Thursday,14 December, 2017
Current issue | Issue 1350, (22 June - 5 July 2017)
Thursday,14 December, 2017
Issue 1350, (22 June - 5 July 2017)

Ahram Weekly

The return of Talaat Harb

Banque Misr has started a campaign to encourage entrepreneurship among young people through business-development loans, reports Safeya Mounir

The return of Talaat Harb
The return of Talaat Harb

An advertising campaign by Banque Misr entitled “Talaat Harb is coming back” is promoting an initiative to fund small- and medium-sized enterprises in Egypt by encouraging particularly young people to borrow money to start their own businesses.

It aims to make work in small businesses more alluring while criticising alternatives including emigration.

Talaat Harb, the Egyptian financier who founded Banque Misr at the beginning of the last century, saw it as a way of providing the funds needed for national economic development. The bank’s present campaign is designed to build on that legacy by investing more funds in projects run by young people.

One Banque Misr official who preferred to remain anonymous said that many young people came to the bank seeking business loans, including both men and women. In response, the bank had developed a variety of project ideas in the services and production sectors that it could consider financing, he said, including by studying feasibility studies and the necessary paper work.

“The Talaat Harb campaign is one of the bank’s most successful,” said Akef Maghrabi, deputy chair of Banque Misr. “The proof lies in the large number of clients visiting the bank seeking business-development loans.”

The bank received multiple queries every day regarding loans for small and medium-sized enterprise development, Maghrabi said, with applications up by a factor of 10 since before the launch of the campaign.

Some LE3.3 billion had been earmarked for funding the bank’s small projects portfolio, he said. Applications for funding vary between industrial and services projects, and in making loans the bank is able to approve purchases of equipment or machinery or raw materials from suppliers.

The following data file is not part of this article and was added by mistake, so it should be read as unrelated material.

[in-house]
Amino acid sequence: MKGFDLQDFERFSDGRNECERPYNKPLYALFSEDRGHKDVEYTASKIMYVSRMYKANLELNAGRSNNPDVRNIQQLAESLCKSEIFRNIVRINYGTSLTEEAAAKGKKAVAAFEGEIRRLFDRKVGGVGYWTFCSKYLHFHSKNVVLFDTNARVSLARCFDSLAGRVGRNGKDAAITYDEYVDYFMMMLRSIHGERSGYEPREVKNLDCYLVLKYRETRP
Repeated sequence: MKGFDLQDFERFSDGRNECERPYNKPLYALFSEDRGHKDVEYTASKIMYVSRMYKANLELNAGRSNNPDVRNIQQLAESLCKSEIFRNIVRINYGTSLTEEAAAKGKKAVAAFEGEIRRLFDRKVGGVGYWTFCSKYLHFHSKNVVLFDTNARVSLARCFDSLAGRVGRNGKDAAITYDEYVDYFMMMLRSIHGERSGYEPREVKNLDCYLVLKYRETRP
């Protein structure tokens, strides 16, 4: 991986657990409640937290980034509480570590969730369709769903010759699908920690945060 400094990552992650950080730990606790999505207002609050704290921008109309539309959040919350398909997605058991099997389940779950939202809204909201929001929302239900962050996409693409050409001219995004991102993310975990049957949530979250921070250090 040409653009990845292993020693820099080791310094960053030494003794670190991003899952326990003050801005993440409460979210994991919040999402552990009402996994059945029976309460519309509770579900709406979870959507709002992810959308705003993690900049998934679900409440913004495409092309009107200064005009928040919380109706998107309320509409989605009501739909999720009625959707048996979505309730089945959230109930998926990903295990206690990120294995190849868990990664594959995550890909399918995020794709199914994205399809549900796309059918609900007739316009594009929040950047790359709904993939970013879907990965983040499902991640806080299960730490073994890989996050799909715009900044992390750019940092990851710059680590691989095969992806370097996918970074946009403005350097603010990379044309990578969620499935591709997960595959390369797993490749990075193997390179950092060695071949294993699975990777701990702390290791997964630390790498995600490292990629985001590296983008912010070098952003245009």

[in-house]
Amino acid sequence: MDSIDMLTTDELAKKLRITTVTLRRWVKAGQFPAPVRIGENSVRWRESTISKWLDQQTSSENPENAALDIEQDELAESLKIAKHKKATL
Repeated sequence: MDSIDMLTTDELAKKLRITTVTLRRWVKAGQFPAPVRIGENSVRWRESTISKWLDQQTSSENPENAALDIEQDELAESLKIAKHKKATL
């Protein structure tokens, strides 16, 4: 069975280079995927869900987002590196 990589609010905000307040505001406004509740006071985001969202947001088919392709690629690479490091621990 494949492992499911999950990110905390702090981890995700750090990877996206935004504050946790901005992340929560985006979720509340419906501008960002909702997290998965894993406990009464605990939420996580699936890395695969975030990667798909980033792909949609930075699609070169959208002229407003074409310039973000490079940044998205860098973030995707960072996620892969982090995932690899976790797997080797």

In January last year, the Central Bank of Egypt (CBE) launched an initiative allocating LE200 billion to support small- and medium-sized business projects in Egypt in the form of loans available at an interest rate of five per cent.

For Banque Misr, a small project is one having a potential turnover of between LE1 and LE50 million, in which case business-development loans could be available at an interest rate of five per cent. Interest on loans between LE50 and LE200 million is 12 per cent, and on loans to buy machinery and equipment for industrial and agricultural projects it is seven per cent.

Fatma Al-Geweili, head of communications at Banque Misr, said the campaign was an attempt to encourage young people to set up businesses as an alternative to taking government jobs or working abroad.

Anyone could obtain details of the loans on offer from their nearest branch of Banque Misr, Al-Geweili said, and the owners of existing projects could also be eligible for loans provided that collateral is available in the form of property, rental or ownership contracts, temporary or final licences, or letters stating licensing procedures are underway or that the project does not require a licence.

Other documents may also be required in order to finalise the loans, she said.

Egypt’s banks are currently competing in granting loans for these types of projects, with the sector’s small-business loans portfolio reaching LE29.5 billion. The National Bank of Egypt’s small- and medium-sized projects portfolio accounts for 12 per cent of the bank’s overall portfolio, which is the largest lender in public-sector banking.

Earlier statements by Mounir Al-Zahed, chairman of Banque du Caire, also revealed that the bank’s small, medium-sized and micro-loans amounted to around LE2.6 billion at the end of October 2016.

add comment

  
 
 
  • follow us on